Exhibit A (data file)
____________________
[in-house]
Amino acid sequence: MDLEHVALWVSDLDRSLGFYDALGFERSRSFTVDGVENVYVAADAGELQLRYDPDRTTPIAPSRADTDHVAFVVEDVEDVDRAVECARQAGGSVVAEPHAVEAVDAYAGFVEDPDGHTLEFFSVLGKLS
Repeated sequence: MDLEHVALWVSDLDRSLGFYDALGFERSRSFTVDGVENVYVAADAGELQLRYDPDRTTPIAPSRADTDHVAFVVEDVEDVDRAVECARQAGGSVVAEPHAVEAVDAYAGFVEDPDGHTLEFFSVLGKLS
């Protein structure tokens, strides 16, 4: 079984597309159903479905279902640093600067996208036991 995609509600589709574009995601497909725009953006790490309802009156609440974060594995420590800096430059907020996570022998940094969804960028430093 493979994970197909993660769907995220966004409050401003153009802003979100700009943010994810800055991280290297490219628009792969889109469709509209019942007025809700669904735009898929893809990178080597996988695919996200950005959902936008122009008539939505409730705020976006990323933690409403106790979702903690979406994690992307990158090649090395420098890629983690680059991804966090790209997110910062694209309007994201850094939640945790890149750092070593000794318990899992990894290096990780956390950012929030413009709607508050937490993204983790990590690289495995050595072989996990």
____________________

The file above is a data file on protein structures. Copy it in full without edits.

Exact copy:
[in-house]
Amino acid sequence: MDLEHVALWVSDLDRSLGFYDALGFERSRSFTVDGVENVYVAADAGELQLRYDPDRTTPIAPSRADTDHVAFVVEDVEDVDRAVECARQAGGSVVAEPHAVEAVDAYAGFVEDPDGHTLEFFSVLGKLS
Repeated sequence: MDLEHVALWVSDLDRSLGFYDALGFERSRSFTVDGVENVYVAADAGELQLRYDPDRTTPIAPSRADTDHVAFVVEDVEDVDRAVECARQAGGSVVAEPHAVEAVDAYAGFVEDPDGHTLEFFSVLGKLS
């Protein structure tokens, strides 16, 4: 079984597309159903479905279902640093600067996208036991 995609509600589709574009995601497909725009953006790490309802009156609440974060594995420590800096430059907020996570022998940094969804960028430093 493979994970197909993660769907995220966004409050401003153009802003979100700009943010994810800055991280290297490219628009792969889109469709509209019942007025809700669904735009898929893809990178080597996988695919996200950005959902936008122009008539939505409730705020976006990323933690409403106790979702903690979406994690992307990158090649090395420098890629983690680059991804966090790209997110910062694209309007994201850094939640945790890149750092070593000794318990899992990894290096990780956390950012929030413009709607508050937490993204983790990590690289495995050595072989996990």